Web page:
Jam econo

The black-and-white DIY of the Farfisa-laced Love Me Nots
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Photo by Susan Jordan Anderson

duncan@sfbg.com

Look, I can't tell you, OK? It's not that I don't want to, but when I tell someone it's "off the record," it's off the record. It's not like divulging the day job of Nicole Laurenne, super-saucy singer and Farfisa player for the Love Me Nots, would be some kind of huge, Valerie Plame–style leak, but I refuse to be the Scooter Libby here. Let's just say she wants to keep her professional and garage-rock lives separate. Brain surgeon? Test pilot? Miniskirted, go-go-booted commando, doing the swim behind enemy lines? "Just tell them I'm a spy. I work for the CIA," Laurenne says during a phone interview from her office in stifling Phoenix, Ariz., or, perhaps, from her secret lair in the caldera of an extinct volcano.

Whatever it is she does, let's just say Laurenne and the rest of her black-and-white-garbed, pin-sharp quartet aren't quitting their day jobs any time soon. Not because the band doesn't pack enough full-throated, '60s soul, Mosrite fuzz, and hip-shaking, back-alley R&B stomp to rock the door off the proverbial garage — because they do, in spades. This is clearly evidenced by their 2007 debut, In Black & White, and their newly dropped Detroit, both produced in a chicken slaughterhouse-turned-recording studio in the Motor City by Jim Diamond (the White Stripes, the Romantics, the Charms) and both on Love Me Nots' Atomic a Go Go imprint. "Our day jobs pay for everything," Laurenne tells me. "We're very careful to work around them. We decided a long time ago we didn't want to live in a van for a month and play on Tuesdays in Wichita." This allows them to practice an approach that more seasoned touring bands like Les Savy Fav have turned to after decades of midweek dates in nowhere towns: the tour as surgical strike. "We'll go out to the East Coast and do New Jersey on Thursday and New York on Friday and Boston on Saturday and fly home on Sunday," she says.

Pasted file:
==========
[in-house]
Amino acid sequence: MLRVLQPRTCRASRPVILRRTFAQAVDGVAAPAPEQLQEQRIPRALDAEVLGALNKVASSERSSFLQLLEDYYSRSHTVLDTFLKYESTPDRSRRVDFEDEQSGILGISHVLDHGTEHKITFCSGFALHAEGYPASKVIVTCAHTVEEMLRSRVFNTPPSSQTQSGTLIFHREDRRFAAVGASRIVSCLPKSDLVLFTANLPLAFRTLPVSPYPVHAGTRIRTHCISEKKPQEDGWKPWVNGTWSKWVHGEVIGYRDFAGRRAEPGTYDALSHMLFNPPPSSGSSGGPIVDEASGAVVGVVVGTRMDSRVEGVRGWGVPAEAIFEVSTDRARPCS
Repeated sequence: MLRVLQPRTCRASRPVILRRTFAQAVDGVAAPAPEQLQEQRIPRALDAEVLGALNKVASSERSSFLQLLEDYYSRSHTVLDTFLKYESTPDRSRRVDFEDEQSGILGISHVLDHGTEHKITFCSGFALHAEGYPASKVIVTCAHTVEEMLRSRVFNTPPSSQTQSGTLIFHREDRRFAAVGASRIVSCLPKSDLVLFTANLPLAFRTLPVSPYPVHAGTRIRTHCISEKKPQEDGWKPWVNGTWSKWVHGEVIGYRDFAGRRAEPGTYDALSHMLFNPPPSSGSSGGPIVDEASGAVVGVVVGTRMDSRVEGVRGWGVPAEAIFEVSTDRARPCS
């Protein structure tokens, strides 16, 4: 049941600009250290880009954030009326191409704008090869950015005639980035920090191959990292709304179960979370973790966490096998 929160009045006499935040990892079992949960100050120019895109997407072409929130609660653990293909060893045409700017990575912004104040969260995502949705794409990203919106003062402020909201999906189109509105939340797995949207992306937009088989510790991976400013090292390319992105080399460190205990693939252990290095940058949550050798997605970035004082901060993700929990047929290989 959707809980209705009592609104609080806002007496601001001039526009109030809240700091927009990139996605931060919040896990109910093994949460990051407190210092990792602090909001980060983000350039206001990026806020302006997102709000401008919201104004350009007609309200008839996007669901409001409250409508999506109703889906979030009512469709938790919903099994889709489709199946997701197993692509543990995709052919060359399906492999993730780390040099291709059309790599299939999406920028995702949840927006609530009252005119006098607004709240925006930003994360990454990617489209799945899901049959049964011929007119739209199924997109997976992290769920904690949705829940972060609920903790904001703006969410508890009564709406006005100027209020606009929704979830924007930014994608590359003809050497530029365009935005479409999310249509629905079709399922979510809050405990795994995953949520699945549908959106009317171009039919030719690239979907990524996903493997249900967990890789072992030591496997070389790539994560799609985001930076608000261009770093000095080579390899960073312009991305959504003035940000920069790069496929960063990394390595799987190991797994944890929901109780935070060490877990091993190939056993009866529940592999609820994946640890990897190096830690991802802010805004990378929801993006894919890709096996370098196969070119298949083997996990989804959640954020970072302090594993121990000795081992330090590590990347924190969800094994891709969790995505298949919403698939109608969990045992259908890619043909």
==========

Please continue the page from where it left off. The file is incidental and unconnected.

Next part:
I can hear it already: "Man, that's not punk rock. Where's the DIY? I'm revoking their indie street cred." Sell out? Hardly. The Love Me Nots are an example of a new paradigm, or at least a rare one: they actually put the horse before the cart. While grinding away in various Phoenix garage outfits over the years — with the exception of their new bass player, Kyle Rose Stokes, a 26-year-old grad student, they're all in their 30s — the Love Me Nots realized they had to make money so they could do it right from the get-go: they release their own music on their own label, do the distribution, copyrighting, publishing, artwork — not to mention writing songs, rehearsing, and playing gigs. They may not be gluing together 7-inch sleeves, but they've got more in common with the DIY ethos of bands like Minor Threat and Black Flag and the labels they created, Dischord and SST, than trustafarians trying to scam street cred by sprinkling a steady diet of ramen with cocaine binges, hoping to float to hipster heaven on the sparkly fart of the first A&R douchebag who recognizes their Casiotone genius.

"You've got to give 'em what they want," Laurenne advises an unnamed "little girl" as Detroit nears its crescendo, before adding, "without losing what you've got." And while it's delivered as romantic advice, it sums up the band's outlook: deliver the goods, on your own terms, in your own time. You can have the career, and the band, and the love life — Laurenne and guitarist Michael Johnny Walker recently got engaged — and not have to slack off on any element of being alive. It is, however, somewhat of a balancing act. "We try to avoid doing stuff that's too connected," the vocalist says when I asked her if the band's been asked to play Christmas parties. "We definitely don't mind people who enjoy that style of music coming out and enjoying it. They certainly need their own release.

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